The decomposition-side electrode may contain Ti4O7 or PbO2. In this case, a decomposition-side electrode that is inert to water can be obtained by using such an available specific material, as well as by the technique of covering the decomposition-side electrode with conductive diamond.

The decomposition-side electrode may include a porous sheet covered with conductive diamond on which Ti4O7 powder and/or PbO2 powder is held. In this case, the decomposition of odorous components can be promoted.

Another method for decomposing a gas according to the present invention includes applying a voltage between a decomposition-side electrode and a counter electrode that sandwich an electrolyte therebetween, and introducing gas containing a component to be decomposed into the decomposition-side electrode to decompose the component. In this method, the decomposition-side electrode contains a material that is inert to water and the electrolyte contains an electrolyte containing water; and a voltage of 1.23 V or higher is applied between the decomposition-side electrode and the counter electrode so that the component is decomposed without decomposing the water in the electrolyte.

According to the above-described method, since target gases are decomposed with a voltage of 1.23 V or higher, gases having low decomposition voltages can be decomposed at a high decomposition rate and gases having high decomposition voltages can be decomposed at a practical decomposition rate. In both cases, the decomposition of water does not occur and hence energy efficiency can be enhanced.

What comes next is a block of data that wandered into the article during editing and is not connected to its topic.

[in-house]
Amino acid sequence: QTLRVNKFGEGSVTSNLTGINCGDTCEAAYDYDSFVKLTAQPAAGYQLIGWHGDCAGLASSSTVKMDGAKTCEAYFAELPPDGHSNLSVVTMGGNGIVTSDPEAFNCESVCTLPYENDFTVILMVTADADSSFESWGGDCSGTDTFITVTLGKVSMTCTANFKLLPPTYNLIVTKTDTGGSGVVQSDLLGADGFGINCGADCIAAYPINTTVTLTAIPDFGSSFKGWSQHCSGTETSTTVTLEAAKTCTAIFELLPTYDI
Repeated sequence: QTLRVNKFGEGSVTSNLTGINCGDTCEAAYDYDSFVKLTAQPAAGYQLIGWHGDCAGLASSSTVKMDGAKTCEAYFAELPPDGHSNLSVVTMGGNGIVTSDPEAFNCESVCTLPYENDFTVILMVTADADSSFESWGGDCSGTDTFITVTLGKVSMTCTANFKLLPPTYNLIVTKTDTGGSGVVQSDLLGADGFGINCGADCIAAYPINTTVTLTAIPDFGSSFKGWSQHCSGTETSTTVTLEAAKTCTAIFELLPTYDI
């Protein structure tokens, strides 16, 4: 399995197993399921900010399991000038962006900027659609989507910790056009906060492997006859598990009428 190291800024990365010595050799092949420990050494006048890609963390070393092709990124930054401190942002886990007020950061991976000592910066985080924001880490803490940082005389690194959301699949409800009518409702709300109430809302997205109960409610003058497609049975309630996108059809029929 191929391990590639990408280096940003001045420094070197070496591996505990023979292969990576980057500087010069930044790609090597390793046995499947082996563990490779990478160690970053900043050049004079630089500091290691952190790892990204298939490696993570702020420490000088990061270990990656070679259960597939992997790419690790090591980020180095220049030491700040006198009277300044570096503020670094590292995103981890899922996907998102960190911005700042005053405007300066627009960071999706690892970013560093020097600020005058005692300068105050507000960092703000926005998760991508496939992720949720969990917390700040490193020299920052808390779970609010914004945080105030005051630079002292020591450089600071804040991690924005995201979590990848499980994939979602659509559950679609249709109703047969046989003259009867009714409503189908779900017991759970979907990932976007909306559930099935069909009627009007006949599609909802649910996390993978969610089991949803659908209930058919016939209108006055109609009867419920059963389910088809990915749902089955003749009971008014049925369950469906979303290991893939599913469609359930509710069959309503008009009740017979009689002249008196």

ADVANTAGEOUS EFFECTS OF INVENTION

According to a gas decomposition apparatus and a gas decomposition method according to the present invention, under the application of a relatively high voltage between the anode and the cathode, odorous gases of many types can be rapidly decomposed with high energy efficiency while safety can be ensured in that no carbon monoxide is generated.

BRIEF DESCRIPTION OF DRAWINGS

FIG. 1 is a sectional view of a gas decomposition apparatus according to a first embodiment of the present invention.

FIG. 2 is a graph illustrating the influence of applied voltage and temperature on the generation of carbon monoxide when an existing gas decomposition apparatus is used.

FIG. 3 is a graph illustrating the influence of applied voltage on the decomposition rate of acetaldehyde decomposed with the same gas decomposition apparatus as in the experiments in conjunction with FIG. 2.

FIG. 4 is a sectional view illustrating a region near the interface between the catalytic electrode and the electrolyte of a gas decomposition apparatus according to the first embodiment of the present invention.

FIG. 5 is a sectional view illustrating a region near the interface between the catalytic electrode and the electrolyte of a gas decomposition apparatus according to a modification of the gas decomposition apparatus illustrated in FIG. 4.

FIG. 6 illustrates an electrolyte-side portion of the catalytic electrode of a gas decomposition apparatus according to a second embodiment of the present invention.